Botulism in Thailand
22 March 2006
On 17 March, WHO received reports of a possible outbreak of botulism in northern Thailand (Nan Province) among guests at a festival who had eaten home-preserved bamboo shoots. Although antitoxin for the treatment of botulism is only available in some countries, WHO was able to ensure delivery of antitoxin to Thailand by the morning of 19 March.
As of 20 March, the Ministry of Public Health (MOPH) established that 152 of the 170 people attending a local village Buddhist festival in Banluang District, Nan Province, had developed symptoms suggestive of botulism (dysphagia, dysarthria, ptosis, abdominal discomfort, muscle weakness). All of the affected people had eaten pickled bamboo shoots prepared in a traditional manner, with symptoms developing and progressing over 24-48 hours following consumption. One hundred of the 152 people were hospitalized, and 40 have since required intubation and respirator support. To date, no deaths have been reported.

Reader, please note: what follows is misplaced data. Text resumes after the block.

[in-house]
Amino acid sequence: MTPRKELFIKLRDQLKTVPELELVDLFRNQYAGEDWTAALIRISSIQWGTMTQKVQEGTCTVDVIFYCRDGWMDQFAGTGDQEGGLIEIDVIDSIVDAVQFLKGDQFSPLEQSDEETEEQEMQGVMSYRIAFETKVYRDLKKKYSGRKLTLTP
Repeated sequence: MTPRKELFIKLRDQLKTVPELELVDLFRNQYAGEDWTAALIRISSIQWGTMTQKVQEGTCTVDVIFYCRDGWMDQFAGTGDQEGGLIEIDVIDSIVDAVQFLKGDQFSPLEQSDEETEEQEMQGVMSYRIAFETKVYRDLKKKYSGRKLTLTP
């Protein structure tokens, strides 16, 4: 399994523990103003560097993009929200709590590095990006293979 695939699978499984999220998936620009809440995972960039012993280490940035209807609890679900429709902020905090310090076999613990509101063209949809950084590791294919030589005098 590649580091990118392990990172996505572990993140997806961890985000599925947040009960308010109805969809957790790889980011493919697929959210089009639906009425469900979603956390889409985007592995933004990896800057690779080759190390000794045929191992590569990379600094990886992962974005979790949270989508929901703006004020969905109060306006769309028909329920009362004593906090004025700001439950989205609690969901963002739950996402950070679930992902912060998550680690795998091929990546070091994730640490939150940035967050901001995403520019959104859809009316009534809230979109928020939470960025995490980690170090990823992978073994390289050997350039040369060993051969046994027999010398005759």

The local health office has traced and recalled the suspect cans of locally produced bamboo shoots and is providing public education on food safety. WHO is working closely with the MOPH, local technical partners and the US Centers for Disease Control and Prevention (CDC) on laboratory investigation in support of case diagnosis, investigation, and foodborne disease investigation and surveillance. A case control and cohort study is under way to describe the outbreak in detail.
To date, 80 doses of antitoxin (20 from the United Kingdom, 50 from CDC Atlanta and 10 from Sanofi-Pasteur Canada) have been provided, and severely affected patients are being treated. The Japanese National Institute of Infectious Disease is planning to deliver another 23 doses of antitoxin to Thailand today.